The 31-year-old Chahal has been one of best performers for RCB over the years after moving there from Mumbai Indians prior to the 2014 season. In 113 matches for them, he has picked up 138 wickets at an economy rate of just over 7.50.
However, the leg-spinner wasn’t retained by the franchise ahead of the auction. RCB have decided to retain Virat Kohli, Glenn Maxwell and Mohammed Siraj in their team.
In a recent chat with veteran spinner Ravichandran Ashwin on his YouTube channel, Chahal opened up on his journey with RCB.
“The journey for eight years (with RCB) has been memorable. There is no right to match (which the franchise used to retain him in 2018) this time, so I will go to whoever pays the most for me. This is the first time where I might end up going to another team because there is no right to match. I am ready to go to any team. As a professional player, you should be ready to play for any team,” ESPNcricinfo quoted Chahal as saying.
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“Obviously, I want to go to RCB again. But I won’t feel bad if I go somewhere else. All of them have to build new teams. Whoever takes me, I have no problem. I will continue to give my 100 per cent. But yes, when you go to a new franchise, it takes a little time to adjust. But that’s why we call ourselves professional players,” he added.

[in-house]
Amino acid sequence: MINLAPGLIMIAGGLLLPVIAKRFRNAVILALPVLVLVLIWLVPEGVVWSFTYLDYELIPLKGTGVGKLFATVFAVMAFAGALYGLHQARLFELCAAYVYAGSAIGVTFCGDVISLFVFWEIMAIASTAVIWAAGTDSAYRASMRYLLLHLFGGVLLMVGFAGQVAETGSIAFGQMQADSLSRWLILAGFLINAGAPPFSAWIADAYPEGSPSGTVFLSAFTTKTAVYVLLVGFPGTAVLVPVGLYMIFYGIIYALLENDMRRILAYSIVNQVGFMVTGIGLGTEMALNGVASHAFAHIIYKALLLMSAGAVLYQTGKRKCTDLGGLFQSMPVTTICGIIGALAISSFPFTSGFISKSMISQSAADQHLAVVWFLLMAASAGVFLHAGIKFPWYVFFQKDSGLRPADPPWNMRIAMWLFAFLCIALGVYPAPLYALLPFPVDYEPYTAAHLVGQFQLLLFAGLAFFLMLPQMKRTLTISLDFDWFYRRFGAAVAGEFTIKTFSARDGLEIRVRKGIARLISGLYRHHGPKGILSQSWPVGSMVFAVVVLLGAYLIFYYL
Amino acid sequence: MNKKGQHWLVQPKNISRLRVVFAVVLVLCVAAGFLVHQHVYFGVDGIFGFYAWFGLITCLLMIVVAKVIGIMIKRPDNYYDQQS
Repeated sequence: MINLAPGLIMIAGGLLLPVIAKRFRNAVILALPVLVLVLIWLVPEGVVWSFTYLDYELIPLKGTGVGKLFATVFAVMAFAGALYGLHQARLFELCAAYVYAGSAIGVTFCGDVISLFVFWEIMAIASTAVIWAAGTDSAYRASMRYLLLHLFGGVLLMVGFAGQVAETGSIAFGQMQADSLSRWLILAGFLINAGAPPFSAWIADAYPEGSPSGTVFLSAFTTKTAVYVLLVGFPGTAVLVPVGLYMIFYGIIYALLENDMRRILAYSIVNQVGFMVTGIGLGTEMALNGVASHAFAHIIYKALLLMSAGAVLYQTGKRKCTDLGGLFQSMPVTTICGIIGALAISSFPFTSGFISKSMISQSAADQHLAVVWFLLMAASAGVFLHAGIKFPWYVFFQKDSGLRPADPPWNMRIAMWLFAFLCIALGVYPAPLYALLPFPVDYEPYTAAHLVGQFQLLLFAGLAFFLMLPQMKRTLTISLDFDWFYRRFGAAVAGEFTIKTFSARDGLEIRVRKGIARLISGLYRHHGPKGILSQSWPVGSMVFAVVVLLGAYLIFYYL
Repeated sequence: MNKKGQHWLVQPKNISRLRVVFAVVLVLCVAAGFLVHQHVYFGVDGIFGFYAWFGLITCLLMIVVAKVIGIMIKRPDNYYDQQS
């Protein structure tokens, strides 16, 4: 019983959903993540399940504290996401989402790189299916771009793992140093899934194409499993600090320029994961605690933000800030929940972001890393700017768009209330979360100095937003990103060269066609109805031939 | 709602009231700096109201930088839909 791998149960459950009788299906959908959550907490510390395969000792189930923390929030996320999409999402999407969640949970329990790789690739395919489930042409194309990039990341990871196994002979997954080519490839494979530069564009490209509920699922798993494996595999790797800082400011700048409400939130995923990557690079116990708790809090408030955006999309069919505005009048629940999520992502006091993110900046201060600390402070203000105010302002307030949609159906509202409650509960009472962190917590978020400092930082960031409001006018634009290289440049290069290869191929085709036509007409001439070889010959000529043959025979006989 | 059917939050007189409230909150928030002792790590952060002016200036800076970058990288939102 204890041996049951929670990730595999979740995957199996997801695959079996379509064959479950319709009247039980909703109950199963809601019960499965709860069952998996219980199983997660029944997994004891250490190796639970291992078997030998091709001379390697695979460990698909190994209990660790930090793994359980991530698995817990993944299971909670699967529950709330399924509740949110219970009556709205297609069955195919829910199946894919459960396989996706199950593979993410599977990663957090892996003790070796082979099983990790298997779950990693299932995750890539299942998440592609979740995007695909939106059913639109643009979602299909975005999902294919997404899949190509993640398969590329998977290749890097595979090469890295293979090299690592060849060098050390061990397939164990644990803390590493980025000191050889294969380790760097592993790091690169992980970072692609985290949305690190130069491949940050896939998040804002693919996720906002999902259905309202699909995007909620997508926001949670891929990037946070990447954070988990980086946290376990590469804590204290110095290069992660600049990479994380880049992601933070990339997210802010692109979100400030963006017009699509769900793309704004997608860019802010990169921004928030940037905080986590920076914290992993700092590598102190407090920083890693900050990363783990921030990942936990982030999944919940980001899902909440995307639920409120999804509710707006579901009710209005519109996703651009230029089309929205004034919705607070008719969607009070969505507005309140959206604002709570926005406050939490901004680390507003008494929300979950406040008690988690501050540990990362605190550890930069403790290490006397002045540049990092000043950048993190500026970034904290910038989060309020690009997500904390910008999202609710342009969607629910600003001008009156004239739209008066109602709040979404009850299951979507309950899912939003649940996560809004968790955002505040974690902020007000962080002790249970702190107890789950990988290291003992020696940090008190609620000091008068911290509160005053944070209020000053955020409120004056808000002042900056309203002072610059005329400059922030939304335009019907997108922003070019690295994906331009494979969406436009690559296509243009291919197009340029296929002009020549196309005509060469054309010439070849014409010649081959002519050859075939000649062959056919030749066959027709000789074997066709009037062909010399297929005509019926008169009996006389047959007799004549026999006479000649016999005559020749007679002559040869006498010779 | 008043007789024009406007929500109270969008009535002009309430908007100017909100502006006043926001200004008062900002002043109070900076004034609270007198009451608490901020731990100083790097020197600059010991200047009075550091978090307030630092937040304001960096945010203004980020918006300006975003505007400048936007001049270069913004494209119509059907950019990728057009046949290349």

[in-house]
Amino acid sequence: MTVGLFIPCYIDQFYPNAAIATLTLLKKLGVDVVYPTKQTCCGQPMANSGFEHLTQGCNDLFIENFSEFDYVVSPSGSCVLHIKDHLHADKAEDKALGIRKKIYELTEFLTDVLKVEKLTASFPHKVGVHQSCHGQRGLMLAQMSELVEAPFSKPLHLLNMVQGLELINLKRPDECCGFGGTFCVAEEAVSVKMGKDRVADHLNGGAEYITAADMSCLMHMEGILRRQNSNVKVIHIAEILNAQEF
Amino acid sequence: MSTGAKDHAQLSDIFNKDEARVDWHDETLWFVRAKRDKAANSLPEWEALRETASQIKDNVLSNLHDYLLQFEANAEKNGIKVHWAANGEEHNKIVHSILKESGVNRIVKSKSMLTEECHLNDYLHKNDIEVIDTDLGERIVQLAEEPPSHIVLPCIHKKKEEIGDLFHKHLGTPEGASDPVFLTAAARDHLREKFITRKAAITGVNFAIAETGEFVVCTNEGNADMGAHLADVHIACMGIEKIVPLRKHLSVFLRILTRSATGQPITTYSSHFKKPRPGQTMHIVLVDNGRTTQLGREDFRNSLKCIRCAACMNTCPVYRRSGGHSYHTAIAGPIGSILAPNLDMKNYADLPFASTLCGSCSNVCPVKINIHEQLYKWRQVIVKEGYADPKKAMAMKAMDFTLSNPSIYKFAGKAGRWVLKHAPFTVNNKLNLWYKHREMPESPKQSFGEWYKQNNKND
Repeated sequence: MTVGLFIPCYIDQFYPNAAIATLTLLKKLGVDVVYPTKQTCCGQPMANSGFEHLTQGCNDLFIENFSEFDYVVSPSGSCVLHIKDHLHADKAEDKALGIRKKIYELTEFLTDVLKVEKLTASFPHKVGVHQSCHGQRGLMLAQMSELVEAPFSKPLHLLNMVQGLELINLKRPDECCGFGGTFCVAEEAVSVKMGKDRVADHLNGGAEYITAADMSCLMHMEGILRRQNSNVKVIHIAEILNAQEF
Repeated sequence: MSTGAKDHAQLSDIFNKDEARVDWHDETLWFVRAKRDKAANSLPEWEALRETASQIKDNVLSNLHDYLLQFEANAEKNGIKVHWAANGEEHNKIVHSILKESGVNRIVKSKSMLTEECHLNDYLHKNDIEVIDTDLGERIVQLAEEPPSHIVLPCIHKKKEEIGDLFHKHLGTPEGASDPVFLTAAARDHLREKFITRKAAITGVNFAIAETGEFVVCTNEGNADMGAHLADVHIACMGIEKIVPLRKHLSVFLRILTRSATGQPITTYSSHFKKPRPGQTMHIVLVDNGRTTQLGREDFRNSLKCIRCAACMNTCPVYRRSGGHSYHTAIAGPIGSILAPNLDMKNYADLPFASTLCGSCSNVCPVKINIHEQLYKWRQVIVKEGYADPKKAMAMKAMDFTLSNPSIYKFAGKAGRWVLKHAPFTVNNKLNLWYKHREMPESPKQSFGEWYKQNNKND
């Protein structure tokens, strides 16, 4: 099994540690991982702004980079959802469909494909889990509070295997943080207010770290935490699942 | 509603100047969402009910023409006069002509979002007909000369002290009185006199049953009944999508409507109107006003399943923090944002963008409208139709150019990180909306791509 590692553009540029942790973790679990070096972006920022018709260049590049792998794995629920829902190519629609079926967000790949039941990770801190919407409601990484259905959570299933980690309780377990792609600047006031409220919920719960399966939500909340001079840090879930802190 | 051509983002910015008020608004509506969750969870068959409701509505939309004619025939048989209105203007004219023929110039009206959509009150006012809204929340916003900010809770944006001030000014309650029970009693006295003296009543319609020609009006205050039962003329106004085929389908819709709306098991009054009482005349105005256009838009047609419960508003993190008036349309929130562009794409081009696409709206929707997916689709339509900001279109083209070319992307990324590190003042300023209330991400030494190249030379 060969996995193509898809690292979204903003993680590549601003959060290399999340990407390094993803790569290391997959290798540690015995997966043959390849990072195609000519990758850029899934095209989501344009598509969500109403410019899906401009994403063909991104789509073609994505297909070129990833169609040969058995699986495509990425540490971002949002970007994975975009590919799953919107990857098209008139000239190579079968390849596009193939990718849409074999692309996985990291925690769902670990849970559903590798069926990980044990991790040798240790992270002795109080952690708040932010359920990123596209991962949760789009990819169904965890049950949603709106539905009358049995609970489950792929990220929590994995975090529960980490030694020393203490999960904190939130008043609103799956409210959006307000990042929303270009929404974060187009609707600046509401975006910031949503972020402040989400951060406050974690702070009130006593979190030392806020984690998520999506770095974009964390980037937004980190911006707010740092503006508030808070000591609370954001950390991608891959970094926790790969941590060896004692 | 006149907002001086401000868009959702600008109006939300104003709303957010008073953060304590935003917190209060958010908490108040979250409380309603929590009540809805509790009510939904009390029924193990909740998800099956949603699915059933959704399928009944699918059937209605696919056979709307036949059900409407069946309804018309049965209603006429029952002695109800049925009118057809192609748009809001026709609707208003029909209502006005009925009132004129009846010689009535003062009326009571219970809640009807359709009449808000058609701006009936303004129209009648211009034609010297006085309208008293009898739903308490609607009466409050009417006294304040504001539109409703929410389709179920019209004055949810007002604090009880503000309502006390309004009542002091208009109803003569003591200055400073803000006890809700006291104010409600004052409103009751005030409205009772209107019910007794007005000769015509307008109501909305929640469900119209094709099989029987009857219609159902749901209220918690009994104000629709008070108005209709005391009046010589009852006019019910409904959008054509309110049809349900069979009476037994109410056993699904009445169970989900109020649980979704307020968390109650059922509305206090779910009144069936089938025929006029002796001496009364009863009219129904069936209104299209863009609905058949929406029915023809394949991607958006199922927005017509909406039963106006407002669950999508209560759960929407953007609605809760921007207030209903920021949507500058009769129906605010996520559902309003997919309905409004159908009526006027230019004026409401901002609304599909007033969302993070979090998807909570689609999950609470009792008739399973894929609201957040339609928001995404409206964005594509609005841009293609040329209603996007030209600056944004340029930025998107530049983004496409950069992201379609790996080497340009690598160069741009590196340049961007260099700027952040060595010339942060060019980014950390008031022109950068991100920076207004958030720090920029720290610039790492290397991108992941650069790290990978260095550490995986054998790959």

Chahal is also not bothered about what money he will get at the upcoming auction. “I don’t want to say I want (INR) 15 crore or something, eight crore is enough for me.”
The spinner’s figures are good for RCB, but it becomes even more impressive considering that he has played a large chunk of his IPL matches – 41 out of 114 overall – at the M Chinnaswamy Stadium in Bengaluru, which is famously small and has been a tough ground for bowlers.
“I didn’t have much experience (in 2014), and I had watched even very good spinners getting hit at that ground. Then Vettori sir told me, ‘This is a small ground, as you know, so you have to go for wickets. If you give 30 runs in four overs, I want one wicket. If you go for 35 runs, I am happy with two wickets. If you go for 40, make sure you get three wickets. So I realised the importance of wickets on that ground,” Chahal reminisced his experience at Chinnaswamy.
“I asked him if I should stick to my strengths – I flight the ball, I vary my pace. He said, ‘Yes, go for that’. I realised after the season that if you get a wicket, you get three-four dot balls after that,” he added.
The Haryana born cricketer calls Bengaluru his “second home” because of the city’s fans, who Chahal said were different from other cities.
“They are behind you even if you are seventh on the table, they never abuse,” he said.
Chahal, who got the India call-up in 2016 after a good IPL season, where he picked up 21 wickets in 13 games, also credited RCB for his growth as a bowler and selection.
“I think it’s all because of RCB. They gave me a platform to prove myself. And once my journey started, when I got confidence as a bowler? I had played only a few Ranji Trophy matches (until then), but doing well in the IPL gave me confidence that I would be able to survive in this league,” he recalled.
“When I went to the training sessions, Vettori sir made me bowl in open nets. I got the first over. I got the 20th over. They made me bowl a lot to left-handers,” he added.